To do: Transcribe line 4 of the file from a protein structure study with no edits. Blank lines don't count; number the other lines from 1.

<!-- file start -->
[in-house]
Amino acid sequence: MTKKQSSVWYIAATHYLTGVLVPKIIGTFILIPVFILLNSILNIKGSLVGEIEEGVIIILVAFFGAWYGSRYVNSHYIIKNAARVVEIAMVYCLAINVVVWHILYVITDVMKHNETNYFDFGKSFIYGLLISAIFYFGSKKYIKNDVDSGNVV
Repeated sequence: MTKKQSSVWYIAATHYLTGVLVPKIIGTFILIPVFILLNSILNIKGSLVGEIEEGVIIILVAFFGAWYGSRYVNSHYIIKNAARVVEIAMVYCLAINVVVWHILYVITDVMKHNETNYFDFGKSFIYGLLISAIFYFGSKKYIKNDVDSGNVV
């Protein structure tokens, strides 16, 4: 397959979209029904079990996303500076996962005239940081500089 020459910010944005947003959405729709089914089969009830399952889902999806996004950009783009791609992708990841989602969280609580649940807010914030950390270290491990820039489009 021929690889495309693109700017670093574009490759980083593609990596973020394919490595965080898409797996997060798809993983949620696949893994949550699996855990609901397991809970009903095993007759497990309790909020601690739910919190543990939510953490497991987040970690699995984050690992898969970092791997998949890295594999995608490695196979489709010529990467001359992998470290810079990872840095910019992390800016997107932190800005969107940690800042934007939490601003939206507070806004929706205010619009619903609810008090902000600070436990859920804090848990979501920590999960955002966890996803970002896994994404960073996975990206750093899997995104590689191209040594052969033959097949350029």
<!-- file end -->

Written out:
């Protein structure tokens, strides 16, 4: 397959979209029904079990996303500076996962005239940081500089 020459910010944005947003959405729709089914089969009830399952889902999806996004950009783009791609992708990841989602969280609580649940807010914030950390270290491990820039489009 021929690889495309693109700017670093574009490759980083593609990596973020394919490595965080898409797996997060798809993983949620696949893994949550699996855990609901397991809970009903095993007759497990309790909020601690739910919190543990939510953490497991987040970690699995984050690992898969970092791997998949890295594999995608490695196979489709010529990467001359992998470290810079990872840095910019992390800016997107932190800005969107940690800042934007939490601003939206507070806004929706205010619009619903609810008090902000600070436990859920804090848990979501920590999960955002966890996803970002896994994404960073996975990206750093899997995104590689191209040594052969033959097949350029």